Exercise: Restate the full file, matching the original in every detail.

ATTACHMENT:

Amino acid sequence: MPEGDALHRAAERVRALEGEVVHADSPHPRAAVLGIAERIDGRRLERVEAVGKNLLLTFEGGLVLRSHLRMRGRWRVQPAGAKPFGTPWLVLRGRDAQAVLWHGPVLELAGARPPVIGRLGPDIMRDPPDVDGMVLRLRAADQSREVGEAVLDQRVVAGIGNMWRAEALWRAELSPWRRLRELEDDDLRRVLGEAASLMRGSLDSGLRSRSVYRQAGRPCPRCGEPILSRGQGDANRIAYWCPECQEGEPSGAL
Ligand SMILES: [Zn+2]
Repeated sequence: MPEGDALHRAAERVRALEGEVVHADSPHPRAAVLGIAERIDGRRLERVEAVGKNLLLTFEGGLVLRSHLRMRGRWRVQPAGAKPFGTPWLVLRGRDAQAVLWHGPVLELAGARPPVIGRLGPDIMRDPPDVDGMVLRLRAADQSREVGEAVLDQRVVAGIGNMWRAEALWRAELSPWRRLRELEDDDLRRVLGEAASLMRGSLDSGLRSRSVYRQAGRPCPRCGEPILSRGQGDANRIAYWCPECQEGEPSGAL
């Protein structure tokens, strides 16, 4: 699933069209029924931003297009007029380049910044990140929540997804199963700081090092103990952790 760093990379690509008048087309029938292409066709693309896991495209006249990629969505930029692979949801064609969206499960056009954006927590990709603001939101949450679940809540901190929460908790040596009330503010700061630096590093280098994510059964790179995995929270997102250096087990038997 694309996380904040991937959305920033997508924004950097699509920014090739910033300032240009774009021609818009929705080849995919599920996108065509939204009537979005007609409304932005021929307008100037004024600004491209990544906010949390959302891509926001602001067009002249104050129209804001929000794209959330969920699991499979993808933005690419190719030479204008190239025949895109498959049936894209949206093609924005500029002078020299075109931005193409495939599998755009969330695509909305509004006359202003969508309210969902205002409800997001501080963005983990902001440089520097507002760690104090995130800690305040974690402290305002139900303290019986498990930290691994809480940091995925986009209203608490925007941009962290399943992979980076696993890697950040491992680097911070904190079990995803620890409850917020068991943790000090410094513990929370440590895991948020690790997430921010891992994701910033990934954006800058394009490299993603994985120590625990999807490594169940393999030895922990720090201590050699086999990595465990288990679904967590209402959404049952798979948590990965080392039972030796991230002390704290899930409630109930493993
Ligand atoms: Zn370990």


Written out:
Amino acid sequence: MPEGDALHRAAERVRALEGEVVHADSPHPRAAVLGIAERIDGRRLERVEAVGKNLLLTFEGGLVLRSHLRMRGRWRVQPAGAKPFGTPWLVLRGRDAQAVLWHGPVLELAGARPPVIGRLGPDIMRDPPDVDGMVLRLRAADQSREVGEAVLDQRVVAGIGNMWRAEALWRAELSPWRRLRELEDDDLRRVLGEAASLMRGSLDSGLRSRSVYRQAGRPCPRCGEPILSRGQGDANRIAYWCPECQEGEPSGAL
Ligand SMILES: [Zn+2]
Repeated sequence: MPEGDALHRAAERVRALEGEVVHADSPHPRAAVLGIAERIDGRRLERVEAVGKNLLLTFEGGLVLRSHLRMRGRWRVQPAGAKPFGTPWLVLRGRDAQAVLWHGPVLELAGARPPVIGRLGPDIMRDPPDVDGMVLRLRAADQSREVGEAVLDQRVVAGIGNMWRAEALWRAELSPWRRLRELEDDDLRRVLGEAASLMRGSLDSGLRSRSVYRQAGRPCPRCGEPILSRGQGDANRIAYWCPECQEGEPSGAL
């Protein structure tokens, strides 16, 4: 699933069209029924931003297009007029380049910044990140929540997804199963700081090092103990952790 760093990379690509008048087309029938292409066709693309896991495209006249990629969505930029692979949801064609969206499960056009954006927590990709603001939101949450679940809540901190929460908790040596009330503010700061630096590093280098994510059964790179995995929270997102250096087990038997 694309996380904040991937959305920033997508924004950097699509920014090739910033300032240009774009021609818009929705080849995919599920996108065509939204009537979005007609409304932005021929307008100037004024600004491209990544906010949390959302891509926001602001067009002249104050129209804001929000794209959330969920699991499979993808933005690419190719030479204008190239025949895109498959049936894209949206093609924005500029002078020299075109931005193409495939599998755009969330695509909305509004006359202003969508309210969902205002409800997001501080963005983990902001440089520097507002760690104090995130800690305040974690402290305002139900303290019986498990930290691994809480940091995925986009209203608490925007941009962290399943992979980076696993890697950040491992680097911070904190079990995803620890409850917020068991943790000090410094513990929370440590895991948020690790997430921010891992994701910033990934954006800058394009490299993603994985120590625990999807490594169940393999030895922990720090201590050699086999990595465990288990679904967590209402959404049952798979948590990965080392039972030796991230002390704290899930409630109930493993
Ligand atoms: Zn370990």